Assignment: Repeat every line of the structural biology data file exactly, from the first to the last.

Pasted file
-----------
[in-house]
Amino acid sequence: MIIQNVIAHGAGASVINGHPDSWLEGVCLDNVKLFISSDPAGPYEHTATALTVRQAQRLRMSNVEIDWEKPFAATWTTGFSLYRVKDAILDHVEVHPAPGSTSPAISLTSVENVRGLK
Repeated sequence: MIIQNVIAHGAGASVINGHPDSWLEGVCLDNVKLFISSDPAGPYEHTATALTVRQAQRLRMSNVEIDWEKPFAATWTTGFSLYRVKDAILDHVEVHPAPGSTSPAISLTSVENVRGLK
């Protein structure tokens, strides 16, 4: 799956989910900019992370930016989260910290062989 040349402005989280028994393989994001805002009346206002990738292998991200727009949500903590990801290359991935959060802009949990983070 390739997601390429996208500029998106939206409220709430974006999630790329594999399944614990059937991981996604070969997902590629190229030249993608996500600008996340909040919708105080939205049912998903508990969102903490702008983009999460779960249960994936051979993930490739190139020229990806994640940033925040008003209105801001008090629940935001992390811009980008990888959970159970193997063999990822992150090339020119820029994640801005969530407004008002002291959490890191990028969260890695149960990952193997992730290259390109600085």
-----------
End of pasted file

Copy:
[in-house]
Amino acid sequence: MIIQNVIAHGAGASVINGHPDSWLEGVCLDNVKLFISSDPAGPYEHTATALTVRQAQRLRMSNVEIDWEKPFAATWTTGFSLYRVKDAILDHVEVHPAPGSTSPAISLTSVENVRGLK
Repeated sequence: MIIQNVIAHGAGASVINGHPDSWLEGVCLDNVKLFISSDPAGPYEHTATALTVRQAQRLRMSNVEIDWEKPFAATWTTGFSLYRVKDAILDHVEVHPAPGSTSPAISLTSVENVRGLK
């Protein structure tokens, strides 16, 4: 799956989910900019992370930016989260910290062989 040349402005989280028994393989994001805002009346206002990738292998991200727009949500903590990801290359991935959060802009949990983070 390739997601390429996208500029998106939206409220709430974006999630790329594999399944614990059937991981996604070969997902590629190229030249993608996500600008996340909040919708105080939205049912998903508990969102903490702008983009999460779960249960994936051979993930490739190139020229990806994640940033925040008003209105801001008090629940935001992390811009980008990888959970159970193997063999990822992150090339020119820029994640801005969530407004008002002291959490890191990028969260890695149960990952193997992730290259390109600085």